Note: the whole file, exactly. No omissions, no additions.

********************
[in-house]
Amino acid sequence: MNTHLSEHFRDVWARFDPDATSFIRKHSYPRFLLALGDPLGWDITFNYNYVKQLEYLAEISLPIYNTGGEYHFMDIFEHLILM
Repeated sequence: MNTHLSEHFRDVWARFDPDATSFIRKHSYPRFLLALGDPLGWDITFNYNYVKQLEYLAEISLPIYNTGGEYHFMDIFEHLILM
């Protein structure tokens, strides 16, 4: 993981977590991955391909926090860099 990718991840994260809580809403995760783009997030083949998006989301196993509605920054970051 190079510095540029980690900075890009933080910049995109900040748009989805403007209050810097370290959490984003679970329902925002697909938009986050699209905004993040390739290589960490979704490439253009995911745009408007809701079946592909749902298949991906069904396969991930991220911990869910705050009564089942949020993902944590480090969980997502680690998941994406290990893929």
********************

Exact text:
[in-house]
Amino acid sequence: MNTHLSEHFRDVWARFDPDATSFIRKHSYPRFLLALGDPLGWDITFNYNYVKQLEYLAEISLPIYNTGGEYHFMDIFEHLILM
Repeated sequence: MNTHLSEHFRDVWARFDPDATSFIRKHSYPRFLLALGDPLGWDITFNYNYVKQLEYLAEISLPIYNTGGEYHFMDIFEHLILM
């Protein structure tokens, strides 16, 4: 993981977590991955391909926090860099 990718991840994260809580809403995760783009997030083949998006989301196993509605920054970051 190079510095540029980690900075890009933080910049995109900040748009989805403007209050810097370290959490984003679970329902925002697909938009986050699209905004993040390739290589960490979704490439253009995911745009408007809701079946592909749902298949991906069904396969991930991220911990869910705050009564089942949020993902944590480090969980997502680690998941994406290990893929």